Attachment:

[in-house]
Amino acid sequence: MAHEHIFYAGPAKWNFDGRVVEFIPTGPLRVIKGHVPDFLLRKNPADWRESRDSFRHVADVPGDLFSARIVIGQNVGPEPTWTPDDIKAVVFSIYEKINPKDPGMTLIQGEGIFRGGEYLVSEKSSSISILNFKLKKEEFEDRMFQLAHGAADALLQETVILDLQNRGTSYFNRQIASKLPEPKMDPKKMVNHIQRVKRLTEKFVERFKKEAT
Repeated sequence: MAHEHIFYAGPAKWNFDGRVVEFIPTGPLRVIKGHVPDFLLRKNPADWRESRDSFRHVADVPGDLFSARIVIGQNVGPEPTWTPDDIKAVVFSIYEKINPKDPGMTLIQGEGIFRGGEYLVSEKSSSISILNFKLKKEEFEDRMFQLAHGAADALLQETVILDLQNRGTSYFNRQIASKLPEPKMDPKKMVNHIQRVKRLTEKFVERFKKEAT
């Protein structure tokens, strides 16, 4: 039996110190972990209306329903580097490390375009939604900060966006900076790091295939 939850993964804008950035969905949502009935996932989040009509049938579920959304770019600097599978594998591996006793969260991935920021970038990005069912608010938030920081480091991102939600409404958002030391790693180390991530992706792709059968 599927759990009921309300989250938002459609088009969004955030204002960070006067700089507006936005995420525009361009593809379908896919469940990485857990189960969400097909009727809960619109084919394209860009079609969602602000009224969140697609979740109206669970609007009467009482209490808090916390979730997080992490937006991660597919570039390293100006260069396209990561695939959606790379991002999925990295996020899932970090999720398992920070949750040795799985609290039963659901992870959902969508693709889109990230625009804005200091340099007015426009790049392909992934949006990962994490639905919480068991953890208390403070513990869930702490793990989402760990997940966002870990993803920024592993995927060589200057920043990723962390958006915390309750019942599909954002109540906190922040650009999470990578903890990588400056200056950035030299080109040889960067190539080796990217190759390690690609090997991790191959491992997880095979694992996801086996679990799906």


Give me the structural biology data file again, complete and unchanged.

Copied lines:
[in-house]
Amino acid sequence: MAHEHIFYAGPAKWNFDGRVVEFIPTGPLRVIKGHVPDFLLRKNPADWRESRDSFRHVADVPGDLFSARIVIGQNVGPEPTWTPDDIKAVVFSIYEKINPKDPGMTLIQGEGIFRGGEYLVSEKSSSISILNFKLKKEEFEDRMFQLAHGAADALLQETVILDLQNRGTSYFNRQIASKLPEPKMDPKKMVNHIQRVKRLTEKFVERFKKEAT
Repeated sequence: MAHEHIFYAGPAKWNFDGRVVEFIPTGPLRVIKGHVPDFLLRKNPADWRESRDSFRHVADVPGDLFSARIVIGQNVGPEPTWTPDDIKAVVFSIYEKINPKDPGMTLIQGEGIFRGGEYLVSEKSSSISILNFKLKKEEFEDRMFQLAHGAADALLQETVILDLQNRGTSYFNRQIASKLPEPKMDPKKMVNHIQRVKRLTEKFVERFKKEAT
């Protein structure tokens, strides 16, 4: 039996110190972990209306329903580097490390375009939604900060966006900076790091295939 939850993964804008950035969905949502009935996932989040009509049938579920959304770019600097599978594998591996006793969260991935920021970038990005069912608010938030920081480091991102939600409404958002030391790693180390991530992706792709059968 599927759990009921309300989250938002459609088009969004955030204002960070006067700089507006936005995420525009361009593809379908896919469940990485857990189960969400097909009727809960619109084919394209860009079609969602602000009224969140697609979740109206669970609007009467009482209490808090916390979730997080992490937006991660597919570039390293100006260069396209990561695939959606790379991002999925990295996020899932970090999720398992920070949750040795799985609290039963659901992870959902969508693709889109990230625009804005200091340099007015426009790049392909992934949006990962994490639905919480068991953890208390403070513990869930702490793990989402760990997940966002870990993803920024592993995927060589200057920043990723962390958006915390309750019942599909954002109540906190922040650009999470990578903890990588400056200056950035030299080109040889960067190539080796990217190759390690690609090997991790191959491992997880095979694992996801086996679990799906």